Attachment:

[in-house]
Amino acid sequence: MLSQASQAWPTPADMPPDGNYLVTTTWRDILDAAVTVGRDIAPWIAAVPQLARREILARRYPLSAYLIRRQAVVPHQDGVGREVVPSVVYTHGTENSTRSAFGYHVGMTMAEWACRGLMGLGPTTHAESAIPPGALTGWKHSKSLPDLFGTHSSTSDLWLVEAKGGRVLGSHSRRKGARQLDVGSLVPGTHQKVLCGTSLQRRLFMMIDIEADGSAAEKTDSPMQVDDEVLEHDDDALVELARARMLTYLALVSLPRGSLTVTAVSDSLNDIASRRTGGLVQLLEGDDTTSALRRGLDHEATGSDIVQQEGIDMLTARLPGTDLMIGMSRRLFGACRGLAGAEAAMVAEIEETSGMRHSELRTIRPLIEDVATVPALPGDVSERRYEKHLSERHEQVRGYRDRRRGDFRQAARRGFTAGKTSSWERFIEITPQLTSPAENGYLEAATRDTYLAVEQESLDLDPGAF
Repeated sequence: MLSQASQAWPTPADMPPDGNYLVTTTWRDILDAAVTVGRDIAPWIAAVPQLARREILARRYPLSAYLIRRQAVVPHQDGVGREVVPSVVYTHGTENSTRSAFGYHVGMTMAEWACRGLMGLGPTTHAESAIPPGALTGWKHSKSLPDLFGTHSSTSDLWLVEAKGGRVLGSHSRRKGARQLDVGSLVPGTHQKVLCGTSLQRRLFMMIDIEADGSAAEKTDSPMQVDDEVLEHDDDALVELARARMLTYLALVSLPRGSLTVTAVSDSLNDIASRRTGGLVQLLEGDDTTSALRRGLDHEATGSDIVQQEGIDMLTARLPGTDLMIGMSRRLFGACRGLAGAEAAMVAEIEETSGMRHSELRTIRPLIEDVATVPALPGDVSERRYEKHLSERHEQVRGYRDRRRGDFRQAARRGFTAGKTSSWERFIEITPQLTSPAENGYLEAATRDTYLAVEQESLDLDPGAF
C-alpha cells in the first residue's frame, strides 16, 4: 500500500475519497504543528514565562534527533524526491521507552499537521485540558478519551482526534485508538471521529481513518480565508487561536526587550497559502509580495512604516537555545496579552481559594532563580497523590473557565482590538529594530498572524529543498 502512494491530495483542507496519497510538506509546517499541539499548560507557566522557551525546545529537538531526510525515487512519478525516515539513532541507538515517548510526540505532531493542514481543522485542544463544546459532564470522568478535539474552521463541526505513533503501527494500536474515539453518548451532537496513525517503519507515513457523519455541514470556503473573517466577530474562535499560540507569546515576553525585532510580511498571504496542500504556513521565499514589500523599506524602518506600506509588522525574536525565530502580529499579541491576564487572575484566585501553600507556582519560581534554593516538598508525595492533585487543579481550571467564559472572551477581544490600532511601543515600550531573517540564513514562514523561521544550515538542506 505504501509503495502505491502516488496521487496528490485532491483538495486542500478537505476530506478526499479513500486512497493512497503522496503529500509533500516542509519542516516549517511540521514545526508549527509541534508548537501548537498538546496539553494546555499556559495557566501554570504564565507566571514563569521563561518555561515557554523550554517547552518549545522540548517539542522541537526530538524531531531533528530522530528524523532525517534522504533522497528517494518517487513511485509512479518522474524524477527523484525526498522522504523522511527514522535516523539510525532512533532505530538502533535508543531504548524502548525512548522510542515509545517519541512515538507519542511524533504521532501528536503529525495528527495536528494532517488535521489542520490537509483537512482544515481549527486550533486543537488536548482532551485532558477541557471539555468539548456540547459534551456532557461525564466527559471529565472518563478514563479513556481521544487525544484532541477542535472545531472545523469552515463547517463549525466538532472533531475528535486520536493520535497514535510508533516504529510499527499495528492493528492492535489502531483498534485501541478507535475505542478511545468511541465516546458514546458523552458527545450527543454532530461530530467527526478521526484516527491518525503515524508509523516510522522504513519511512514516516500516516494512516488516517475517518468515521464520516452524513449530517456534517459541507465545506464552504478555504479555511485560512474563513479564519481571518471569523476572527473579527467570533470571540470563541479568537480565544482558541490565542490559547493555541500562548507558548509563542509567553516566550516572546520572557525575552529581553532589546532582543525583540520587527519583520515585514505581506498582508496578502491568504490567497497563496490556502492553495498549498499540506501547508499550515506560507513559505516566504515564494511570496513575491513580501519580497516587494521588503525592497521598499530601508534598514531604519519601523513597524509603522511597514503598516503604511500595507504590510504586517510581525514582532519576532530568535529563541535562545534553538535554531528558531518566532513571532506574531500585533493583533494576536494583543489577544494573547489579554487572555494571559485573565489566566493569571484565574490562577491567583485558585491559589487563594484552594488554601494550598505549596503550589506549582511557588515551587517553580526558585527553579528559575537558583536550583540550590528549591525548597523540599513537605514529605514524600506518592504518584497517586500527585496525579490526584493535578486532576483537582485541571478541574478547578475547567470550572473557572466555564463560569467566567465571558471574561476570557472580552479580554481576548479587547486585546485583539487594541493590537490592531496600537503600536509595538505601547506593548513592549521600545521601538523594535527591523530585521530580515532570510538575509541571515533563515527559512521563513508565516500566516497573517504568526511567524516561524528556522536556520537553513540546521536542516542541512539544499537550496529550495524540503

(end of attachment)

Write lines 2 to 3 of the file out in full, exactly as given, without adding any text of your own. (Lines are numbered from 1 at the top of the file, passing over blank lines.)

Amino acid sequence: MLSQASQAWPTPADMPPDGNYLVTTTWRDILDAAVTVGRDIAPWIAAVPQLARREILARRYPLSAYLIRRQAVVPHQDGVGREVVPSVVYTHGTENSTRSAFGYHVGMTMAEWACRGLMGLGPTTHAESAIPPGALTGWKHSKSLPDLFGTHSSTSDLWLVEAKGGRVLGSHSRRKGARQLDVGSLVPGTHQKVLCGTSLQRRLFMMIDIEADGSAAEKTDSPMQVDDEVLEHDDDALVELARARMLTYLALVSLPRGSLTVTAVSDSLNDIASRRTGGLVQLLEGDDTTSALRRGLDHEATGSDIVQQEGIDMLTARLPGTDLMIGMSRRLFGACRGLAGAEAAMVAEIEETSGMRHSELRTIRPLIEDVATVPALPGDVSERRYEKHLSERHEQVRGYRDRRRGDFRQAARRGFTAGKTSSWERFIEITPQLTSPAENGYLEAATRDTYLAVEQESLDLDPGAF
Repeated sequence: MLSQASQAWPTPADMPPDGNYLVTTTWRDILDAAVTVGRDIAPWIAAVPQLARREILARRYPLSAYLIRRQAVVPHQDGVGREVVPSVVYTHGTENSTRSAFGYHVGMTMAEWACRGLMGLGPTTHAESAIPPGALTGWKHSKSLPDLFGTHSSTSDLWLVEAKGGRVLGSHSRRKGARQLDVGSLVPGTHQKVLCGTSLQRRLFMMIDIEADGSAAEKTDSPMQVDDEVLEHDDDALVELARARMLTYLALVSLPRGSLTVTAVSDSLNDIASRRTGGLVQLLEGDDTTSALRRGLDHEATGSDIVQQEGIDMLTARLPGTDLMIGMSRRLFGACRGLAGAEAAMVAEIEETSGMRHSELRTIRPLIEDVATVPALPGDVSERRYEKHLSERHEQVRGYRDRRRGDFRQAARRGFTAGKTSSWERFIEITPQLTSPAENGYLEAATRDTYLAVEQESLDLDPGAF